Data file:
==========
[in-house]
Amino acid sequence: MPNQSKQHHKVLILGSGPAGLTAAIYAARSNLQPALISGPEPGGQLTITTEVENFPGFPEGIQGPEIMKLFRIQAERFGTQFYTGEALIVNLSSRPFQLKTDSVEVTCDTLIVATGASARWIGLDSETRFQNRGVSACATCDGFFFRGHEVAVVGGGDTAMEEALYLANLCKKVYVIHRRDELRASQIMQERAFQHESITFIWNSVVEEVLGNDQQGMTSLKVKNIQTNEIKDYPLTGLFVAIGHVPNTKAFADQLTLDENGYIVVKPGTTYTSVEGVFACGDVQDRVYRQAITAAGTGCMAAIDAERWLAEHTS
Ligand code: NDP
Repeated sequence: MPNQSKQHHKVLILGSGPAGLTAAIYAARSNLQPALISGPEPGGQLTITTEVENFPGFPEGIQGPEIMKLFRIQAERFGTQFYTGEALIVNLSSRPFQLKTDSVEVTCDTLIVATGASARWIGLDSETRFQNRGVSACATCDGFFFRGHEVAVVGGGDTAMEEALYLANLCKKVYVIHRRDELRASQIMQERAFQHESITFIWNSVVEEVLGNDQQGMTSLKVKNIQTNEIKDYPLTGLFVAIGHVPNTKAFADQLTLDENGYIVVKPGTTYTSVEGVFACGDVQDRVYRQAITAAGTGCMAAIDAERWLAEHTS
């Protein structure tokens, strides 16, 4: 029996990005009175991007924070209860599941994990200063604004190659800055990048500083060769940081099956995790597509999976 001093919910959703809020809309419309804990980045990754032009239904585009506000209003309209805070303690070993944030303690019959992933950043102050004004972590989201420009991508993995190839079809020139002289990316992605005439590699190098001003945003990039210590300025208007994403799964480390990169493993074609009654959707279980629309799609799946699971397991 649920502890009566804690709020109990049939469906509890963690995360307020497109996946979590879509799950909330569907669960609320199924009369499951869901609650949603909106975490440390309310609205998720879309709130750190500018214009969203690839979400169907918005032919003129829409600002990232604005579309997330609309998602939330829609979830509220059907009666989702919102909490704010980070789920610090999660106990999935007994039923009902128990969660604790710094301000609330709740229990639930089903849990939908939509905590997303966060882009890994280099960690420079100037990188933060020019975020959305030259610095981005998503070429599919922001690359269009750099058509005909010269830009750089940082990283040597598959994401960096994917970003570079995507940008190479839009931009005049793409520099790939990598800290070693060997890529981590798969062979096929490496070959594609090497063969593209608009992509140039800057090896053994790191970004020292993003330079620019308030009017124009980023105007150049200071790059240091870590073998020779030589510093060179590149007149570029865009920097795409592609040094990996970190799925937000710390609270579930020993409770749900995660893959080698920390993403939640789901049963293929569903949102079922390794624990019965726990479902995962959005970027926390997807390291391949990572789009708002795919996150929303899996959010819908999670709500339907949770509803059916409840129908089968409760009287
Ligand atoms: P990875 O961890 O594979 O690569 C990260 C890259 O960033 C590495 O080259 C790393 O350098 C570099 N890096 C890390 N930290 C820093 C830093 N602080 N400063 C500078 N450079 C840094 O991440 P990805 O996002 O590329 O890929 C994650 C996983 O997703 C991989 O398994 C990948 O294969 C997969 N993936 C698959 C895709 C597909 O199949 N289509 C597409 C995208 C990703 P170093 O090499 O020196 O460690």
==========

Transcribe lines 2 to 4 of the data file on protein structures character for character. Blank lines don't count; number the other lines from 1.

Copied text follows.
Amino acid sequence: MPNQSKQHHKVLILGSGPAGLTAAIYAARSNLQPALISGPEPGGQLTITTEVENFPGFPEGIQGPEIMKLFRIQAERFGTQFYTGEALIVNLSSRPFQLKTDSVEVTCDTLIVATGASARWIGLDSETRFQNRGVSACATCDGFFFRGHEVAVVGGGDTAMEEALYLANLCKKVYVIHRRDELRASQIMQERAFQHESITFIWNSVVEEVLGNDQQGMTSLKVKNIQTNEIKDYPLTGLFVAIGHVPNTKAFADQLTLDENGYIVVKPGTTYTSVEGVFACGDVQDRVYRQAITAAGTGCMAAIDAERWLAEHTS
Ligand code: NDP
Repeated sequence: MPNQSKQHHKVLILGSGPAGLTAAIYAARSNLQPALISGPEPGGQLTITTEVENFPGFPEGIQGPEIMKLFRIQAERFGTQFYTGEALIVNLSSRPFQLKTDSVEVTCDTLIVATGASARWIGLDSETRFQNRGVSACATCDGFFFRGHEVAVVGGGDTAMEEALYLANLCKKVYVIHRRDELRASQIMQERAFQHESITFIWNSVVEEVLGNDQQGMTSLKVKNIQTNEIKDYPLTGLFVAIGHVPNTKAFADQLTLDENGYIVVKPGTTYTSVEGVFACGDVQDRVYRQAITAAGTGCMAAIDAERWLAEHTS